“Lookin’ great, man!”
Those three words can make you feel 10 feet tall. You want to strut when someone says you’re fly because it’s true. You are, and in “Crown: An Ode to the Fresh Cut” by Derrick Barnes, illustrated by Gordon C. James, you’ll see it happen.
When you walked in the door of the barber shop, you were just a kid with raggedy hair, “a lump of clay … a slab of marble,” like in an art studio, ready to be molded into someone new and fresh. You’ll barely remember all that, though, once you sit down in the chair and before you’re covered with a cape like a superhero.
What are you gonna have? Short, locs, waves, bald, a fade, what’ll it be? Whatever it is, it’s going to change your life. You might do better in school with all that confidence. You might be a star. For sure, the girls are going to love the way you look because “It frames your swagger.”
The guy on one side of you has a “faux-hawk,” and he’s checking his phone. Maybe he’s the owner of a business or somebody influential.
Guy on the other side looks “majestic.” He’s tall and proud with a big smile on his face. Nobody would mess with him. “That’s how important he looks.”
“Dude” across the room is looking at himself in a mirror, admiring what’s been done to the side of his head. He looks important, too. So does the guy with the cornrows, the man with locs, and the woman who’s just in for a quick trim. There are times when “that’s all you ever need.”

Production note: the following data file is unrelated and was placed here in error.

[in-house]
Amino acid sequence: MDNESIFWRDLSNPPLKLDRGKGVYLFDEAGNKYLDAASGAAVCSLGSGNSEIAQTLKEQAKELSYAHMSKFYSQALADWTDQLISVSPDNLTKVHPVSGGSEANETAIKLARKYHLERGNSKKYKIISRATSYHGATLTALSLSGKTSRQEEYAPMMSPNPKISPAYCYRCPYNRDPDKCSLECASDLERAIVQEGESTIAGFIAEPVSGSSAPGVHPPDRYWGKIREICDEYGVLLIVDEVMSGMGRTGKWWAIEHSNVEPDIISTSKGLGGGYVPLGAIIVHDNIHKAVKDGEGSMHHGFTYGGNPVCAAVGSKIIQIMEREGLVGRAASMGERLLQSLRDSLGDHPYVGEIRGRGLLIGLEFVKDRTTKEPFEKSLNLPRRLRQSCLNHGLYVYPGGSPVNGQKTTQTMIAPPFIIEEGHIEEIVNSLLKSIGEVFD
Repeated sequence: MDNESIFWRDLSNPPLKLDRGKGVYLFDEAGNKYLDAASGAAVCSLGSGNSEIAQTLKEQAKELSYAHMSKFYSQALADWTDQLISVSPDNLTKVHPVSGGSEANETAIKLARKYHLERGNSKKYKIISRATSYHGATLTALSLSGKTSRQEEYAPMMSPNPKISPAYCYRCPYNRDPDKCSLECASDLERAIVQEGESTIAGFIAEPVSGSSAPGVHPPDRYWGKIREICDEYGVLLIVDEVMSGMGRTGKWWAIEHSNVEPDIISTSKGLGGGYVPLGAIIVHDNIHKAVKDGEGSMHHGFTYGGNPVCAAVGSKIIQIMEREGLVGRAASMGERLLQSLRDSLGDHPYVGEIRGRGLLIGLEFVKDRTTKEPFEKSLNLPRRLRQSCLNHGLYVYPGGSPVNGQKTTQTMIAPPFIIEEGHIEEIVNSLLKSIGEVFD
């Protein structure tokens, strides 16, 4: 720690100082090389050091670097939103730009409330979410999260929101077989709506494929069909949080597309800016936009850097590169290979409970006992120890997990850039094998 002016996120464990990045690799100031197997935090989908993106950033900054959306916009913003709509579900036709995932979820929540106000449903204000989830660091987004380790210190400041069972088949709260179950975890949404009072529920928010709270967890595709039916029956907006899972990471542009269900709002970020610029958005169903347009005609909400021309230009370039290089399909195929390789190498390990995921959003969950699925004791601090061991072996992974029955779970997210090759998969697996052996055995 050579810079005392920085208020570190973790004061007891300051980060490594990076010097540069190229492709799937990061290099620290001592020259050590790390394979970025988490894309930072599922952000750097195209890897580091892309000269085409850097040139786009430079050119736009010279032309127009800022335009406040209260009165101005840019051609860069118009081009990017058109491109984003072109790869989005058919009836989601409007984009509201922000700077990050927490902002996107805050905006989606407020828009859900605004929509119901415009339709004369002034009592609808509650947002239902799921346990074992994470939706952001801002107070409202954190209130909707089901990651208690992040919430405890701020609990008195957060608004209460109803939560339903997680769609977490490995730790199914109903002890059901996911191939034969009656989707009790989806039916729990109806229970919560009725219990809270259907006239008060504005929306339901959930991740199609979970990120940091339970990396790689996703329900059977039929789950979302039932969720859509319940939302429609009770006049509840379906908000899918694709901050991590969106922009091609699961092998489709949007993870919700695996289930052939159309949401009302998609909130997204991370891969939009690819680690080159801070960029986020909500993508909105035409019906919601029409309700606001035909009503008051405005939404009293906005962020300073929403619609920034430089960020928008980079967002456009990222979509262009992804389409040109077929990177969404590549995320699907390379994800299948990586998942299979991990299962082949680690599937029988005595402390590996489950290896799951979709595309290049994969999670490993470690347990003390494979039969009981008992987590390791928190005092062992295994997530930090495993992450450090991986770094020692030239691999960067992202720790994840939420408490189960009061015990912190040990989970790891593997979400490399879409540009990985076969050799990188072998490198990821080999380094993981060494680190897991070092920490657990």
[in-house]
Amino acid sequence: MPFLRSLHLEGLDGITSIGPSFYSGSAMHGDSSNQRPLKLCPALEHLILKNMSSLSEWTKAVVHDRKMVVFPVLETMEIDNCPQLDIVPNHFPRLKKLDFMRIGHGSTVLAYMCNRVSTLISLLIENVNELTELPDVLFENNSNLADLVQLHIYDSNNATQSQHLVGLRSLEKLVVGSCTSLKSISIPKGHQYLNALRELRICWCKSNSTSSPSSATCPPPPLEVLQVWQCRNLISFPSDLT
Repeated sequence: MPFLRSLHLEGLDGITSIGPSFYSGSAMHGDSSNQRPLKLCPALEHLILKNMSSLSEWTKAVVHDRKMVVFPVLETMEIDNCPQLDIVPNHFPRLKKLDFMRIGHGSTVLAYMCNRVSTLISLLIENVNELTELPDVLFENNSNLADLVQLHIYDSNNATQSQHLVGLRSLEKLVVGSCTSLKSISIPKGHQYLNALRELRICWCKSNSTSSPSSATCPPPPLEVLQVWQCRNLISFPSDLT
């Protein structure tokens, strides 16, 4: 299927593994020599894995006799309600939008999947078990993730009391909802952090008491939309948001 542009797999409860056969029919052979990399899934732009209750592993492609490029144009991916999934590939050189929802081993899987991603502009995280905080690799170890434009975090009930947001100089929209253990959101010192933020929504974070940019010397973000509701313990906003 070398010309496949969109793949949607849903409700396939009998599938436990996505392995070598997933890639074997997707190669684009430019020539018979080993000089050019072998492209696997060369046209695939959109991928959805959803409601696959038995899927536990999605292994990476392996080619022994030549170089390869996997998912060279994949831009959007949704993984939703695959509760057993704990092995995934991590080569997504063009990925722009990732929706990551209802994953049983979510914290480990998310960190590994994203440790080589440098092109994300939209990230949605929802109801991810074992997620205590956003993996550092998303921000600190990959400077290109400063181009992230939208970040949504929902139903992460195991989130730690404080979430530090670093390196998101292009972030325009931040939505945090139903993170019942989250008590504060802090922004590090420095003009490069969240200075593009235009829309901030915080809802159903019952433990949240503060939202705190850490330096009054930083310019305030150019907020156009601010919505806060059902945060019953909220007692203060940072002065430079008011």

And then your time in the chair is done. A little sting of finishing product and you look great. You feel even better, like when you ace a test or your mother calls you “beautiful” because you are, to her. The cape is whisked off. You pay the man because “It was worth it. It always is” when you become your best.
As a parent or grandparent, there’s a good chance that you’ve noticed how many books about hair are for African-American women or girls.
Not this time. “Crown: An Ode to the Fresh Cut” is absolutely for boys and young men.
Not quite with a poem, not quite with a story, author Derrick Barnes gives voice to the mythology that’s wrapped around the Black barber shop. It’s a sort of secret club, in this fictional boy’s mind, and he can’t help but see every detail as he savors it. That makes a great story but really, the tale here would the lesser without artwork from Gordon James; I read this book three times, in quick succession, just so I could appreciate its pictures again and again.
Perfect for boys ages 7 to 12, this is also sharable with any man who loves his trip to the barber. It’s inspiring, a little nostalgic, and fun to read — and for that, “Crown” is a book you should be looking for.